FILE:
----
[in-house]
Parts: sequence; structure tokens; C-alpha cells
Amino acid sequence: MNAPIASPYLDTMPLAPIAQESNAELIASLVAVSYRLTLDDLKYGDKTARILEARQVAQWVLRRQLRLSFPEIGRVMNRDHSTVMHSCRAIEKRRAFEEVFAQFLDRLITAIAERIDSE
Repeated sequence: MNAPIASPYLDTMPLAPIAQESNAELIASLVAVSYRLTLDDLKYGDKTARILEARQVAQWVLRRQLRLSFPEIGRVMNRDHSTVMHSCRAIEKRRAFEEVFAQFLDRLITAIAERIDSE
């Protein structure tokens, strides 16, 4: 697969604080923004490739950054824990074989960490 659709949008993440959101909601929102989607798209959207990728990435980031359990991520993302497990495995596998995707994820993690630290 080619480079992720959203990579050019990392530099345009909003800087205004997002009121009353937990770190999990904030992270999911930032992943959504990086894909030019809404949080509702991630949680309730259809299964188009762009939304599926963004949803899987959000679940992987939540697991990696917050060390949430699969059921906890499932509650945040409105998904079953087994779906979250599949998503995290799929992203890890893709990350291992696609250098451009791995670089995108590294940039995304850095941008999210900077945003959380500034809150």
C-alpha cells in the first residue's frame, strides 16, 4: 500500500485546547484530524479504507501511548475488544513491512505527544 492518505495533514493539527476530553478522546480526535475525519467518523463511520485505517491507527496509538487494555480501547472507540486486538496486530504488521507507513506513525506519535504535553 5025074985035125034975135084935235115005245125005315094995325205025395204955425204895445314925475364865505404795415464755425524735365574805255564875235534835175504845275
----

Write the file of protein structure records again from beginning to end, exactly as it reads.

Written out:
[in-house]
Parts: sequence; structure tokens; C-alpha cells
Amino acid sequence: MNAPIASPYLDTMPLAPIAQESNAELIASLVAVSYRLTLDDLKYGDKTARILEARQVAQWVLRRQLRLSFPEIGRVMNRDHSTVMHSCRAIEKRRAFEEVFAQFLDRLITAIAERIDSE
Repeated sequence: MNAPIASPYLDTMPLAPIAQESNAELIASLVAVSYRLTLDDLKYGDKTARILEARQVAQWVLRRQLRLSFPEIGRVMNRDHSTVMHSCRAIEKRRAFEEVFAQFLDRLITAIAERIDSE
């Protein structure tokens, strides 16, 4: 697969604080923004490739950054824990074989960490 659709949008993440959101909601929102989607798209959207990728990435980031359990991520993302497990495995596998995707994820993690630290 080619480079992720959203990579050019990392530099345009909003800087205004997002009121009353937990770190999990904030992270999911930032992943959504990086894909030019809404949080509702991630949680309730259809299964188009762009939304599926963004949803899987959000679940992987939540697991990696917050060390949430699969059921906890499932509650945040409105998904079953087994779906979250599949998503995290799929992203890890893709990350291992696609250098451009791995670089995108590294940039995304850095941008999210900077945003959380500034809150």
C-alpha cells in the first residue's frame, strides 16, 4: 500500500485546547484530524479504507501511548475488544513491512505527544 492518505495533514493539527476530553478522546480526535475525519467518523463511520485505517491507527496509538487494555480501547472507540486486538496486530504488521507507513506513525506519535504535553 5025074985035125034975135084935235115005245125005315094995325205025395204955425204895445314925475364865505404795415464755425524735365574805255564875235534835175504845275